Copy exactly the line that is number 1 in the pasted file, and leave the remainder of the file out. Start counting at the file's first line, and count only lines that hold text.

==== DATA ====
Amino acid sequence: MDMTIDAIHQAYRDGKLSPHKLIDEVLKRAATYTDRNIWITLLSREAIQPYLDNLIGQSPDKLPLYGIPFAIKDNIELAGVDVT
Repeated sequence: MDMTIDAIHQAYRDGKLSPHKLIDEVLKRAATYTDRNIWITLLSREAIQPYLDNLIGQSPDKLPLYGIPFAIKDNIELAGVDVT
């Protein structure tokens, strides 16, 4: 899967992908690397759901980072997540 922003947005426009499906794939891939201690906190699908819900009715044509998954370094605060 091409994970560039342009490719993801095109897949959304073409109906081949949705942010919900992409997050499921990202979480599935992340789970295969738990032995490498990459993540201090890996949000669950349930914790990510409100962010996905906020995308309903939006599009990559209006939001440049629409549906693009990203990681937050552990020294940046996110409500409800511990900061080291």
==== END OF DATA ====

Amino acid sequence: MDMTIDAIHQAYRDGKLSPHKLIDEVLKRAATYTDRNIWITLLSREAIQPYLDNLIGQSPDKLPLYGIPFAIKDNIELAGVDVT